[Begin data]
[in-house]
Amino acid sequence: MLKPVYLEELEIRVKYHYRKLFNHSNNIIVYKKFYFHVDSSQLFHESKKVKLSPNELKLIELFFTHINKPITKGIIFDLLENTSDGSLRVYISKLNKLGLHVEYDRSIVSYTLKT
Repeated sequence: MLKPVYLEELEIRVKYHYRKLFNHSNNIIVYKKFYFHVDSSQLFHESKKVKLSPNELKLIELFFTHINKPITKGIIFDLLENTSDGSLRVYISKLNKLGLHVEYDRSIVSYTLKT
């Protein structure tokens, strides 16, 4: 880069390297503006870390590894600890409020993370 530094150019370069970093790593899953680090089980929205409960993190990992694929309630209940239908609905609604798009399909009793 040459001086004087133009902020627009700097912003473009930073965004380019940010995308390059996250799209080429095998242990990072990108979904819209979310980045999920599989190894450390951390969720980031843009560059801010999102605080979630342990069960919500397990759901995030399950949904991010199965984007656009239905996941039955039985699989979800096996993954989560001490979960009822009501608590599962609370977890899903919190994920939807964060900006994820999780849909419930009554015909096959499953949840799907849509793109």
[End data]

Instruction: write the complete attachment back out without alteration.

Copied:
[in-house]
Amino acid sequence: MLKPVYLEELEIRVKYHYRKLFNHSNNIIVYKKFYFHVDSSQLFHESKKVKLSPNELKLIELFFTHINKPITKGIIFDLLENTSDGSLRVYISKLNKLGLHVEYDRSIVSYTLKT
Repeated sequence: MLKPVYLEELEIRVKYHYRKLFNHSNNIIVYKKFYFHVDSSQLFHESKKVKLSPNELKLIELFFTHINKPITKGIIFDLLENTSDGSLRVYISKLNKLGLHVEYDRSIVSYTLKT
């Protein structure tokens, strides 16, 4: 880069390297503006870390590894600890409020993370 530094150019370069970093790593899953680090089980929205409960993190990992694929309630209940239908609905609604798009399909009793 040459001086004087133009902020627009700097912003473009930073965004380019940010995308390059996250799209080429095998242990990072990108979904819209979310980045999920599989190894450390951390969720980031843009560059801010999102605080979630342990069960919500397990759901995030399950949904991010199965984007656009239905996941039955039985699989979800096996993954989560001490979960009822009501608590599962609370977890899903919190994920939807964060900006994820999780849909419930009554015909096959499953949840799907849509793109």